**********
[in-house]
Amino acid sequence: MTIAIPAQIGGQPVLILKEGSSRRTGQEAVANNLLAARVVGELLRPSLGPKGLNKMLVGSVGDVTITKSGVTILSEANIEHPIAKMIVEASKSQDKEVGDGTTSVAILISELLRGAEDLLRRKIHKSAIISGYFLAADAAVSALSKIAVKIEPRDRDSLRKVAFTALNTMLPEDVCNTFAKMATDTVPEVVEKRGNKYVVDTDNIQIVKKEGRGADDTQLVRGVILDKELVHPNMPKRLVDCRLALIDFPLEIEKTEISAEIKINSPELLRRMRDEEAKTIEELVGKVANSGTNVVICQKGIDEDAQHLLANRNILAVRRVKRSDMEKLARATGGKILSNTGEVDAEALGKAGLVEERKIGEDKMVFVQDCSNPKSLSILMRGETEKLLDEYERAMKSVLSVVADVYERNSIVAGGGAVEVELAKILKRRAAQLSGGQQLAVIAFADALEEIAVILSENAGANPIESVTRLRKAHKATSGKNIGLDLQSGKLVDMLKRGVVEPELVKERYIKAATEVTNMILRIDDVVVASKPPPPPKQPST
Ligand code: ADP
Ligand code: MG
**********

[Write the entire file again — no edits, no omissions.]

[in-house]
Amino acid sequence: MTIAIPAQIGGQPVLILKEGSSRRTGQEAVANNLLAARVVGELLRPSLGPKGLNKMLVGSVGDVTITKSGVTILSEANIEHPIAKMIVEASKSQDKEVGDGTTSVAILISELLRGAEDLLRRKIHKSAIISGYFLAADAAVSALSKIAVKIEPRDRDSLRKVAFTALNTMLPEDVCNTFAKMATDTVPEVVEKRGNKYVVDTDNIQIVKKEGRGADDTQLVRGVILDKELVHPNMPKRLVDCRLALIDFPLEIEKTEISAEIKINSPELLRRMRDEEAKTIEELVGKVANSGTNVVICQKGIDEDAQHLLANRNILAVRRVKRSDMEKLARATGGKILSNTGEVDAEALGKAGLVEERKIGEDKMVFVQDCSNPKSLSILMRGETEKLLDEYERAMKSVLSVVADVYERNSIVAGGGAVEVELAKILKRRAAQLSGGQQLAVIAFADALEEIAVILSENAGANPIESVTRLRKAHKATSGKNIGLDLQSGKLVDMLKRGVVEPELVKERYIKAATEVTNMILRIDDVVVASKPPPPPKQPST
Ligand code: ADP
Ligand code: MG